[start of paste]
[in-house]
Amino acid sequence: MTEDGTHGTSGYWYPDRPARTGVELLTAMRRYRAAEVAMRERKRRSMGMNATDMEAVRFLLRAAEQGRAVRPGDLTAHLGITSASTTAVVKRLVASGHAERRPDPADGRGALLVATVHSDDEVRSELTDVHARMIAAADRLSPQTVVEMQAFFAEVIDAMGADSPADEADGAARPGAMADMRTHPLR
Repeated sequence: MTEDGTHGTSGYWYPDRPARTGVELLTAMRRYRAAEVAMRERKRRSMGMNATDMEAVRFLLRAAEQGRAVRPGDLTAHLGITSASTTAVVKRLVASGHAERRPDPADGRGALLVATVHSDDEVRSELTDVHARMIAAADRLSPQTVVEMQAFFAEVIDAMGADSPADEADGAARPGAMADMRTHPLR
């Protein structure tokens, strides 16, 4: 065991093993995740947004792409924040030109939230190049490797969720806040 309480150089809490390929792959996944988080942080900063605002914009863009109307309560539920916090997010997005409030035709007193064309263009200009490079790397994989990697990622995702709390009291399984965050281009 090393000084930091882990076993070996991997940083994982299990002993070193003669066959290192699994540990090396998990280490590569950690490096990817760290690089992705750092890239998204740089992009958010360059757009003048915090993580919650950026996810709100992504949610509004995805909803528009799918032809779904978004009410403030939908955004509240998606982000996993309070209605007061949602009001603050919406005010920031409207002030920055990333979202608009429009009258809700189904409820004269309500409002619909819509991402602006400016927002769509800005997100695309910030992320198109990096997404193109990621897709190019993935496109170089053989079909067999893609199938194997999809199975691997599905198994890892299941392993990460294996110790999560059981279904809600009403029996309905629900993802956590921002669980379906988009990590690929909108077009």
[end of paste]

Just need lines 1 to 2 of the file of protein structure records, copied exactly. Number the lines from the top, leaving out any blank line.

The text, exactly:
[in-house]
Amino acid sequence: MTEDGTHGTSGYWYPDRPARTGVELLTAMRRYRAAEVAMRERKRRSMGMNATDMEAVRFLLRAAEQGRAVRPGDLTAHLGITSASTTAVVKRLVASGHAERRPDPADGRGALLVATVHSDDEVRSELTDVHARMIAAADRLSPQTVVEMQAFFAEVIDAMGADSPADEADGAARPGAMADMRTHPLR